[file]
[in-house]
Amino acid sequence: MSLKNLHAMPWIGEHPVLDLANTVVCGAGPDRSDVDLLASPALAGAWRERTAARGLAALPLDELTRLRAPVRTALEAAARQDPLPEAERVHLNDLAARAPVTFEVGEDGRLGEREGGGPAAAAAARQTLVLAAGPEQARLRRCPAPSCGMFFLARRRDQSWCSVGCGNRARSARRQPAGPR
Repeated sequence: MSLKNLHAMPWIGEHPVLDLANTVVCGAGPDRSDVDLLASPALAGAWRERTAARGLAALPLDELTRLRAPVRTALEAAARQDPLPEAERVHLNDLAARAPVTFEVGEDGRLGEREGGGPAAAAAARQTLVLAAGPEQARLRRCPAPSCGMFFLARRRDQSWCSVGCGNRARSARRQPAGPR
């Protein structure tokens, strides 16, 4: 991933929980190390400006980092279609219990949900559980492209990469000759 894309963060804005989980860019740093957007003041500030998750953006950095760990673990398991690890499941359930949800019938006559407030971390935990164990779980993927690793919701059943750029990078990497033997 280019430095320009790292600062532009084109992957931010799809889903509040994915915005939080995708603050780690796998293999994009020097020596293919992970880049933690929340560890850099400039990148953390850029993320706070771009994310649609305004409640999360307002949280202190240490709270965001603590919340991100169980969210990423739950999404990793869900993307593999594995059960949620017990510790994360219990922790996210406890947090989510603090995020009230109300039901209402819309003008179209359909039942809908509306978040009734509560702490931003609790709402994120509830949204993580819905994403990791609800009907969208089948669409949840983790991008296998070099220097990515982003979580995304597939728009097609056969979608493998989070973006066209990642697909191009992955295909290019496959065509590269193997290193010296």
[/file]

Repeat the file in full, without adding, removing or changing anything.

[in-house]
Amino acid sequence: MSLKNLHAMPWIGEHPVLDLANTVVCGAGPDRSDVDLLASPALAGAWRERTAARGLAALPLDELTRLRAPVRTALEAAARQDPLPEAERVHLNDLAARAPVTFEVGEDGRLGEREGGGPAAAAAARQTLVLAAGPEQARLRRCPAPSCGMFFLARRRDQSWCSVGCGNRARSARRQPAGPR
Repeated sequence: MSLKNLHAMPWIGEHPVLDLANTVVCGAGPDRSDVDLLASPALAGAWRERTAARGLAALPLDELTRLRAPVRTALEAAARQDPLPEAERVHLNDLAARAPVTFEVGEDGRLGEREGGGPAAAAAARQTLVLAAGPEQARLRRCPAPSCGMFFLARRRDQSWCSVGCGNRARSARRQPAGPR
């Protein structure tokens, strides 16, 4: 991933929980190390400006980092279609219990949900559980492209990469000759 894309963060804005989980860019740093957007003041500030998750953006950095760990673990398991690890499941359930949800019938006559407030971390935990164990779980993927690793919701059943750029990078990497033997 280019430095320009790292600062532009084109992957931010799809889903509040994915915005939080995708603050780690796998293999994009020097020596293919992970880049933690929340560890850099400039990148953390850029993320706070771009994310649609305004409640999360307002949280202190240490709270965001603590919340991100169980969210990423739950999404990793869900993307593999594995059960949620017990510790994360219990922790996210406890947090989510603090995020009230109300039901209402819309003008179209359909039942809908509306978040009734509560702490931003609790709402994120509830949204993580819905994403990791609800009907969208089948669409949840983790991008296998070099220097990515982003979580995304597939728009097609056969979608493998989070973006066209990642697909191009992955295909290019496959065509590269193997290193010296």